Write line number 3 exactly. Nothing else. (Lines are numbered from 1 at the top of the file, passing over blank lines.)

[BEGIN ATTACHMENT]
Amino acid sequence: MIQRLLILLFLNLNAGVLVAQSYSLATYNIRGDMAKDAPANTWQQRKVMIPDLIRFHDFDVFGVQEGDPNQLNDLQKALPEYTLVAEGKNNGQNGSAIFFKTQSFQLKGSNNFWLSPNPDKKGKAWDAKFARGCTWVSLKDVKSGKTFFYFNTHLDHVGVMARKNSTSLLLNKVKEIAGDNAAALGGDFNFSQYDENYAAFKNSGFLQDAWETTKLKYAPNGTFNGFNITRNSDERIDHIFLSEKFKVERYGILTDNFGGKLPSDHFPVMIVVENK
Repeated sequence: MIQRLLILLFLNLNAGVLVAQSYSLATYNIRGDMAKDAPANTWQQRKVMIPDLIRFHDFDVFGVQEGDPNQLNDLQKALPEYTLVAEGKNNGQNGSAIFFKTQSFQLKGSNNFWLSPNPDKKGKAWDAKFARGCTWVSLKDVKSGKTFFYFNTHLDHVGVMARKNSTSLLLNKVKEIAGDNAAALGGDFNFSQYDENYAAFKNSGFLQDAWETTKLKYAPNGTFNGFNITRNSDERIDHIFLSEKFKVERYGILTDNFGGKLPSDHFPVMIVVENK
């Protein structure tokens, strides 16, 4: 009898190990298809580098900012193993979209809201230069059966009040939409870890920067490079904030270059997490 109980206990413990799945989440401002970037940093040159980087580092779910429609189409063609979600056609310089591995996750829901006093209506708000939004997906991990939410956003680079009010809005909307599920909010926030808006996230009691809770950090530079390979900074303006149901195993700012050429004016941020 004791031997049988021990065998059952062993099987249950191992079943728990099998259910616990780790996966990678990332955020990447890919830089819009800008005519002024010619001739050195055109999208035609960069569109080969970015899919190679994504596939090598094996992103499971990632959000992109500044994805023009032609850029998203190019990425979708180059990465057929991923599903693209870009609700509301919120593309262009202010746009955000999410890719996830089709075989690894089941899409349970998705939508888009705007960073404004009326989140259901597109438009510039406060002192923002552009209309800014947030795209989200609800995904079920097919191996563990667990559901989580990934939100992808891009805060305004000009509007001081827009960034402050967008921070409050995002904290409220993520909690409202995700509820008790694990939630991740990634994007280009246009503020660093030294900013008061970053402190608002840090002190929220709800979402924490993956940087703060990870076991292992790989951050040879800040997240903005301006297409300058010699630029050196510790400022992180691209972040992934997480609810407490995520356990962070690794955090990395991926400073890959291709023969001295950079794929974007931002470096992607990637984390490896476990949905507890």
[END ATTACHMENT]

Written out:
């Protein structure tokens, strides 16, 4: 009898190990298809580098900012193993979209809201230069059966009040939409870890920067490079904030270059997490 109980206990413990799945989440401002970037940093040159980087580092779910429609189409063609979600056609310089591995996750829901006093209506708000939004997906991990939410956003680079009010809005909307599920909010926030808006996230009691809770950090530079390979900074303006149901195993700012050429004016941020 004791031997049988021990065998059952062993099987249950191992079943728990099998259910616990780790996966990678990332955020990447890919830089819009800008005519002024010619001739050195055109999208035609960069569109080969970015899919190679994504596939090598094996992103499971990632959000992109500044994805023009032609850029998203190019990425979708180059990465057929991923599903693209870009609700509301919120593309262009202010746009955000999410890719996830089709075989690894089941899409349970998705939508888009705007960073404004009326989140259901597109438009510039406060002192923002552009209309800014947030795209989200609800995904079920097919191996563990667990559901989580990934939100992808891009805060305004000009509007001081827009960034402050967008921070409050995002904290409220993520909690409202995700509820008790694990939630991740990634994007280009246009503020660093030294900013008061970053402190608002840090002190929220709800979402924490993956940087703060990870076991292992790989951050040879800040997240903005301006297409300058010699630029050196510790400022992180691209972040992934997480609810407490995520356990962070690794955090990395991926400073890959291709023969001295950079794929974007931002470096992607990637984390490896476990949905507890």